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Enabling evaluation and prototyping with Renesas 32-bit MCU for fast real-time control and contactless HMI, with features including cap touch, serial sound interface and encryption.
Before we get on to the Target Board itself, let’s first take a closer look at the RX671 MCU group.
RX671 group MCUs build upon a Renesas RXv3 core running at 120MHz, integrating HMI functions for contactless operation by proximity switches and voice recognition.
The main features of the RX671 include:
- 120MHz RXv3 core (707 CoreMark, 48.8 CoreMark/mA), double-precision FPU, and register bank save function that speeds up interrupt response
- 2MB flash memory (60MHz read access, dual bank function), 384KB SRAM
- Capacitive touch sensing unit and serial sound interface
- SD host interface, USB 2.0 full speed, CAN 2ch, and QSPI supporting XIP mode
- Encryption engine (AES, RSA, ECC, SHA, etc.), key management, access management circuit, flash memory protection
A key application of the RX671 group is hygienic human-machine interfaces (HMI), thanks to its ability to integrate proxy/capacitive touch and voice control, with fast real-time control.
The Target Board provides an entry point to evaluation, prototyping and development with the RX671 MCU. A block diagram for this can be seen below.
The board includes on-chip debugging, with a single USB cable for this and power.
Full access to all MCU pins is provided by through-hole header connections, along with a Pmod connector for ease of prototyping via the use of a wide array of third-party modules.
The board also includes a reset switch, plus a user switch and two user LEDs.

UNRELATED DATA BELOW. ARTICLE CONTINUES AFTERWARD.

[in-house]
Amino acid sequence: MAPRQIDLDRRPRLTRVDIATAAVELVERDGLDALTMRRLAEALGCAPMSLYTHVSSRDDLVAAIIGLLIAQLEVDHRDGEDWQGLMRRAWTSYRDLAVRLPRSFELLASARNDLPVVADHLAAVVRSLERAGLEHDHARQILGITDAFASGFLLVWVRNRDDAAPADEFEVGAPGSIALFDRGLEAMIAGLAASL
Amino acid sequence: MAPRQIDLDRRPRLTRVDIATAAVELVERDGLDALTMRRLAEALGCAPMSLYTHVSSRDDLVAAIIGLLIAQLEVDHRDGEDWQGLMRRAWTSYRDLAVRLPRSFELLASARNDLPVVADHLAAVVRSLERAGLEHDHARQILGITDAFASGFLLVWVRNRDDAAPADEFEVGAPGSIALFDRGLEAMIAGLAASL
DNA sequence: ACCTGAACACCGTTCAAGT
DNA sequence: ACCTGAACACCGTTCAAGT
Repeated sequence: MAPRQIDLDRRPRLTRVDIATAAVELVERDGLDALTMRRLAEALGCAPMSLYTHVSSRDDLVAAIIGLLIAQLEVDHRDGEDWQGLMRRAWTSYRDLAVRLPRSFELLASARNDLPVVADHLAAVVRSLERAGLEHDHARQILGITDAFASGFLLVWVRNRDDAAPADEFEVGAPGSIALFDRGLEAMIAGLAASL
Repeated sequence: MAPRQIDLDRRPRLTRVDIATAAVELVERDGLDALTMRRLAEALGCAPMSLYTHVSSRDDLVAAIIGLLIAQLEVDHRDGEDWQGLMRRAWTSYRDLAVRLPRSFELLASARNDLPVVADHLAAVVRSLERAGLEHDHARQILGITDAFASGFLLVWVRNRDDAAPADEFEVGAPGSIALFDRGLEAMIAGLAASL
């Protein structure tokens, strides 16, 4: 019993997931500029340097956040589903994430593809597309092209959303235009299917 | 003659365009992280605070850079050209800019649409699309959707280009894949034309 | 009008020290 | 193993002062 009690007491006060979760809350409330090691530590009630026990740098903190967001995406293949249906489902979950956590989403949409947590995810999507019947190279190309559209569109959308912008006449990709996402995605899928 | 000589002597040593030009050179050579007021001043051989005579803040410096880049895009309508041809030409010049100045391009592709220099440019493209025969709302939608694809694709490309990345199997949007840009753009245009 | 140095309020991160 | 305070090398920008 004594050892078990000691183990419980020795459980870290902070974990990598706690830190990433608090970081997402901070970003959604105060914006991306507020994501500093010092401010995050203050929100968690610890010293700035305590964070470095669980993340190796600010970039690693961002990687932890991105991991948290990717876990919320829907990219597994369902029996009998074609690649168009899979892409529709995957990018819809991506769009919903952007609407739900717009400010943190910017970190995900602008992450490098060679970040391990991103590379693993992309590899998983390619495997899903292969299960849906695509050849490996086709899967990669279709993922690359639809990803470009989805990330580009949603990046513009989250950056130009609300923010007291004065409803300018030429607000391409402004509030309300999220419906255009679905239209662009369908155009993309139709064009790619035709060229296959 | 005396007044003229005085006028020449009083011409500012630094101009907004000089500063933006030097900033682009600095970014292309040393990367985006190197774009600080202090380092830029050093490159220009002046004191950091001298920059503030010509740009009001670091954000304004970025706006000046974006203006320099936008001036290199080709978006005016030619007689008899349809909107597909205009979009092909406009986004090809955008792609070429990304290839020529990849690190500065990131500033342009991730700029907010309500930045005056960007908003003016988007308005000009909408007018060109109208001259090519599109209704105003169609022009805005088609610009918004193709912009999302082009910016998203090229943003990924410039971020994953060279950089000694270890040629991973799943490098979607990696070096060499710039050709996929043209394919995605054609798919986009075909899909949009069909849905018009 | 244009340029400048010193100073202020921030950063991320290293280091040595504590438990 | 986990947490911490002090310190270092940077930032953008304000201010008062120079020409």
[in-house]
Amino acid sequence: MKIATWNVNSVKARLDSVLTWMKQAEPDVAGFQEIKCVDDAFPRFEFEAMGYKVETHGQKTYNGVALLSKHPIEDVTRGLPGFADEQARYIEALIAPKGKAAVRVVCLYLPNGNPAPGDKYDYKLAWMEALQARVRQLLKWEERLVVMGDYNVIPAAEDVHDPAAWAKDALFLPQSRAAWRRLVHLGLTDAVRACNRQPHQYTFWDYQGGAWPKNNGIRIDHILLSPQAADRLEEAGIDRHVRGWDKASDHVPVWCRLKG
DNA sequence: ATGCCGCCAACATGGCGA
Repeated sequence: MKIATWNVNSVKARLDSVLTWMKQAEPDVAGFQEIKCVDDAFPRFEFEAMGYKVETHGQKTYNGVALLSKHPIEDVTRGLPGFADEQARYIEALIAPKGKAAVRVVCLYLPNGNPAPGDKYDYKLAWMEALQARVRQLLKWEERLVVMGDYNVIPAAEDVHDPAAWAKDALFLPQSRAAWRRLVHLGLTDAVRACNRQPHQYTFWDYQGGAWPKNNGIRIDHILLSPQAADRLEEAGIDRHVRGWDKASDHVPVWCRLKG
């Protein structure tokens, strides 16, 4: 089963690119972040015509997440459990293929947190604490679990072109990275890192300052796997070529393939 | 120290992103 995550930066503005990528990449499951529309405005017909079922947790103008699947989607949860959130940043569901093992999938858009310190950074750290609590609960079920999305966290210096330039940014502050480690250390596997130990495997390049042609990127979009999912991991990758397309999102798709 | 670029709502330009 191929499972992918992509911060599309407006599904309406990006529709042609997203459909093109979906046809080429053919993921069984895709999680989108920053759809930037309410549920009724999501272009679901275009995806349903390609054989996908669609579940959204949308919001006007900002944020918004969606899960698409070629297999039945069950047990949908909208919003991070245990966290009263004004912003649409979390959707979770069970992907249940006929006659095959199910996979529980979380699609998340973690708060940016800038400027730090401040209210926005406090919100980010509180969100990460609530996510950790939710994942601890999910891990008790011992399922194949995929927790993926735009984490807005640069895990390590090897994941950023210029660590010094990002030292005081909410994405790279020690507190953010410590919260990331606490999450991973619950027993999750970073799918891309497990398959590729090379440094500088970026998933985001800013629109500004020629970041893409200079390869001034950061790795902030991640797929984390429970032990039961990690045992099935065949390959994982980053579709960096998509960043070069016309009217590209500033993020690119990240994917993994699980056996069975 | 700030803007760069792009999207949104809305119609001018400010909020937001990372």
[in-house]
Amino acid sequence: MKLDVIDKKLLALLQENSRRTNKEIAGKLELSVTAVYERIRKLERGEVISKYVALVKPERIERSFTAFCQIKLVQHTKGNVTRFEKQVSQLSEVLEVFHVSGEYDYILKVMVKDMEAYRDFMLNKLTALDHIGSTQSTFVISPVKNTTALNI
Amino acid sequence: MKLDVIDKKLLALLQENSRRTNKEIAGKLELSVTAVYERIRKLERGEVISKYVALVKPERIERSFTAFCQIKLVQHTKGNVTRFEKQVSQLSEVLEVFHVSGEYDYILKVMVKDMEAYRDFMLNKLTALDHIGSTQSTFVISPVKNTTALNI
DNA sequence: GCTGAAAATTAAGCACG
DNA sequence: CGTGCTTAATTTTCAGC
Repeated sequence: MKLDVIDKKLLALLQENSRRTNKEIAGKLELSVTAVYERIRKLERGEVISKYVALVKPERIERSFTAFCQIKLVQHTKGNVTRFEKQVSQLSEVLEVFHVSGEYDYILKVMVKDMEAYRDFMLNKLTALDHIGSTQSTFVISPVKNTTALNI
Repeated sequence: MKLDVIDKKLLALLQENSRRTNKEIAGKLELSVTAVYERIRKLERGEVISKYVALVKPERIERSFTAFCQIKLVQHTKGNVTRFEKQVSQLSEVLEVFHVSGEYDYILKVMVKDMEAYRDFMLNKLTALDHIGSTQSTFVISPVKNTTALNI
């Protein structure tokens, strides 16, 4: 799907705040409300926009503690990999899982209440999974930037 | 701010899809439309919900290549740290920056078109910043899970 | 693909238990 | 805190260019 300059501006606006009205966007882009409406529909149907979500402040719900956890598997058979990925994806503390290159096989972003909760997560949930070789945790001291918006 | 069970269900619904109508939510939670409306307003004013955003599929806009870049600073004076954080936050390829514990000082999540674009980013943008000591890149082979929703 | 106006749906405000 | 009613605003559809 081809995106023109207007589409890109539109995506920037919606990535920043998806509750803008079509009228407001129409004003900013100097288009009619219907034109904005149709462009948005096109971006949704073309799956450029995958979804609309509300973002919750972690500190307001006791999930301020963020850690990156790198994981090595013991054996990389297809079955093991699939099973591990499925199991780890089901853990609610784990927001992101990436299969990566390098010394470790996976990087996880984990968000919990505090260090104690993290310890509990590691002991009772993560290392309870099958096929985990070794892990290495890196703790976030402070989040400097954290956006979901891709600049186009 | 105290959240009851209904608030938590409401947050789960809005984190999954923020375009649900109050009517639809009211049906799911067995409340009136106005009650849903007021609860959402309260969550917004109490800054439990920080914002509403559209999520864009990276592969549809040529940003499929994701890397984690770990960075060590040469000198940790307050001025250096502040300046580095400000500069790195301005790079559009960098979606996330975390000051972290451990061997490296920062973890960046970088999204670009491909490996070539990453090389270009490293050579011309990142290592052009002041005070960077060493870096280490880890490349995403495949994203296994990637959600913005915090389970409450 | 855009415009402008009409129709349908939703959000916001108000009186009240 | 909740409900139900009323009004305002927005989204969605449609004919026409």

Alternatively, a standalone compiler package for the RX family may be installed, which will likely be of interest to those who prefer to use a third-party IDE or custom scripted builds etc.
Note that although e2 studio is available for Linux, the compiler for the RX device architecture is not and hence a Windows development system must be used.
Upon running the installer we are prompted to select which devices we’d like to install support for.
Next, we are prompted to select any extra features that we’d like to install, such as Git and FreeRTOS. We can then further customise these features in the next step.
Following which we have the option of installing additional software, such as Quick and Effective (QE) Tools for particular applications, like capacitive touch, for example.
Now we can launch e2 studio and the first time this runs it will register the device support that we have installed.
An LED Blink example program is available and this was downloaded via the RX671 Target Board web page, extracted and then imported into the IDE.
Upon attempting to build the example this resulted in an error due to the toolchain not being installed. However, this was easily remedied by downloading the latest RX family package – at the time of writing RX Family C/C++ Compiler Package V3 (without IDE) V3.03.00 – from the Upgrades section of the e2 studio web page.
Note that the IDE must be quit and restarted for it to detect a new toolchain and register this.
With the project successfully built, we can then proceed to launch the debugger and as we resume, sure enough, the two LEDs on the board next to the power LED start to blink alternately.